A family of eccentrics living life à la bohème and an unsuspecting gaggle of guests all mixed together in a country estate, what could go wrong? Noël Coward’s 1925 comedy of bad manners has been brought to life by the Sydney Theatre Company this season as they wipe away the cobwebs on this production and bring it out for a good spring cleaning. One of his self-professed lighter works, Hay Fever is a fabulously flippant three act play, which perceptively and playfully pokes at the Victorian issues of class and, of course, sex. Completely unencumbered by convention, the Blisses wreak havoc with their haphazard hospitality and come to remind us that there is some dysfunction found in every family, although not often quite this much...
It seems that anyone who is anyone is at the Bliss country estate this weekend, although the family find themselves blissfully unaware of each other's guests until the last minute (but that's nothing new). Everyone is wrangling for resident rights to the Japanese room. Judith Bliss, the delightfully dramatic mother of this fickle family, wants it for Sandy the smitten sportsman whom she has brought down from London. Her daughter Sorel has invited her new aged interest, Richard the dull diplomatist. Whereas her snarky sibling Simon has invited his cougar of a companion Myra, with whom he appears utterly infatuated despite the years between them. Rounding out the family invitations is their novelist father David, who has asked the timid Jackie down for the purposes of *ahem* research. It appears that torrid trysts are the pastime du jour in this Berkshire abode and the seduction bell tolls, but not for whom we expect.
Of those acting these charismatic characters, the standout performance goes to Heather Mitchell as the theatrical Judith Bliss. She ever so adroitly captures the impossible-to-put-out flame of a retired actress who could never really retire. She shares this flair for the dramatic with her two grown up children Sorel and Simon. Harriet Dyer plays a modern and blasé Sorel who swans about as the perpetually bored pretty young thing. On the other hand, although Simon may be unwashed, Tom Conroy delivers an altogether sparklingly snarky portrayal of the self-obsessed artist. Tony Llewellyn-Jones is the last of the Bliss family, but by no means least, as he impresses as the sparring spouse. Of the guests present at the Bliss abode, the standout was Briallen Clarke, who delivers a convincingly unconvinced Jackie Coryton. On the other hand, while STC favourite Josh McConville produces a strong, love-struck Sandy Tyrell, we found Genevieve Lemon less than loveable as the rather-too-caricature Clara. Even amongst such colourful characters, Clara seemed to us to be far more cartoonish than the crazy but accessibly real family.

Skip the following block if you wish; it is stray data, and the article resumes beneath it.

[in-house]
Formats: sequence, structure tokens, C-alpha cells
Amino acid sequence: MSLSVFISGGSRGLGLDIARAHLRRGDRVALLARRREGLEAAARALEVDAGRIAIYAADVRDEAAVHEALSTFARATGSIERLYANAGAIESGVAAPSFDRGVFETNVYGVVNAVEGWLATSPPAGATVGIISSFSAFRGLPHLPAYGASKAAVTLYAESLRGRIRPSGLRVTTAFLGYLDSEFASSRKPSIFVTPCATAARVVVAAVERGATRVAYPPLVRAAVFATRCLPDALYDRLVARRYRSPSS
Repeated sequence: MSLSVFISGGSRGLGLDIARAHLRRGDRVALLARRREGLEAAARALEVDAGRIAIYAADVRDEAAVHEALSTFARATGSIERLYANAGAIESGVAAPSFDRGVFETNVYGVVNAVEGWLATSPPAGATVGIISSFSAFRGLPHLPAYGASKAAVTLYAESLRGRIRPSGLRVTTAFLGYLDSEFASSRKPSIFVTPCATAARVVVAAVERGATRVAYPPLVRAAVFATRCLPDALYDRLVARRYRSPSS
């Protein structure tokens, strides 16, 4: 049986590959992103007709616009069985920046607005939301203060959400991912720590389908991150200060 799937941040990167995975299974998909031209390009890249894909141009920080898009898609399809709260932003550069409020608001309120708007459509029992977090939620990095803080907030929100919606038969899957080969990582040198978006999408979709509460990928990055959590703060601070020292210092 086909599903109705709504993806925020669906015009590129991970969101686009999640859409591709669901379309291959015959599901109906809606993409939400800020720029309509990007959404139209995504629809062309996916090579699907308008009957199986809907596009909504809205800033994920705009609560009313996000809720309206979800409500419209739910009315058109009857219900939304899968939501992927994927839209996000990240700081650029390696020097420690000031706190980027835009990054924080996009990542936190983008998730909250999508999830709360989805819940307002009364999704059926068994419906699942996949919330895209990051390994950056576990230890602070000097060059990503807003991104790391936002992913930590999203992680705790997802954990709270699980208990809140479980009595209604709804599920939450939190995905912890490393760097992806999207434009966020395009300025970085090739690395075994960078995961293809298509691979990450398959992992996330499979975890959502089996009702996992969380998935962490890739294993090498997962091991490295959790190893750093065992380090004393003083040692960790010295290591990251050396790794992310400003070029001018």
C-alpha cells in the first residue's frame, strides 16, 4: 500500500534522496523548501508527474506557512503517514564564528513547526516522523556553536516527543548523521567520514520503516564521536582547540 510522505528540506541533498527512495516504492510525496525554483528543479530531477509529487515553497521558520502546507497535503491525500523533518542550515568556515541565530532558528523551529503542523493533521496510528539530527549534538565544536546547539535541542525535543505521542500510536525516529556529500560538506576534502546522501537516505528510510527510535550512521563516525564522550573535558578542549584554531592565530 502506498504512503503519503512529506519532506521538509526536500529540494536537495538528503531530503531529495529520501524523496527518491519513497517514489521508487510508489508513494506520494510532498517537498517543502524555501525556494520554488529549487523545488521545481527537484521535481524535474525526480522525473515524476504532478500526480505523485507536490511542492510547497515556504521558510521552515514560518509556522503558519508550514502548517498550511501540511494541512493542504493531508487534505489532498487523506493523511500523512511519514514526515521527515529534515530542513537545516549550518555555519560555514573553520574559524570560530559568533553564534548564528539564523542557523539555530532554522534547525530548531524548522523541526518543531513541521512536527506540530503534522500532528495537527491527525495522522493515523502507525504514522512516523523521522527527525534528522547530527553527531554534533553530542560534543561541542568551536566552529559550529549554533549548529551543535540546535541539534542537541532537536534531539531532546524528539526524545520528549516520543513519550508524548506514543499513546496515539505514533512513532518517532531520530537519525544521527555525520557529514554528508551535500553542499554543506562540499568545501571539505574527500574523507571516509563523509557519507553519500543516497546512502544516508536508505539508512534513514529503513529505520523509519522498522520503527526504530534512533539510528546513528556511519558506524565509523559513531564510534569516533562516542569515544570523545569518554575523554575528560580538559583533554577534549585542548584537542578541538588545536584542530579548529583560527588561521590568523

This was the first chink in the armour that signalled that it isn't all bohemian blisses and country kisses for this production, as one would be remiss to dismiss the various factors that are amiss here. If any moment felt truly jarring in this performance, it would have to be the decision to replace Judith's piano number with her lip-sync rendition of an Amy Winehouse classic. One pauses to ponder this decision in the otherwise deft direction of Imara Savage, but this can be fast forgiven. What is less swiftly excused are the various changes and closed curtain switches that seemed to move at a glacial pace, forcing moments to lose their momentum. This gave the performance an unpolished feel and left the audience wondering whether something had gone awry.
All in all, we warm to the Bliss family as the black sheep of Victorian society. We recognise that while they all attempt to outshine each other with their various flights of fancy (for they all love the spotlight), they love each other for being exactly who they are; dramatic to the last drop. Producing such a fresh evening of laughs, who could be allergic to such a playful production?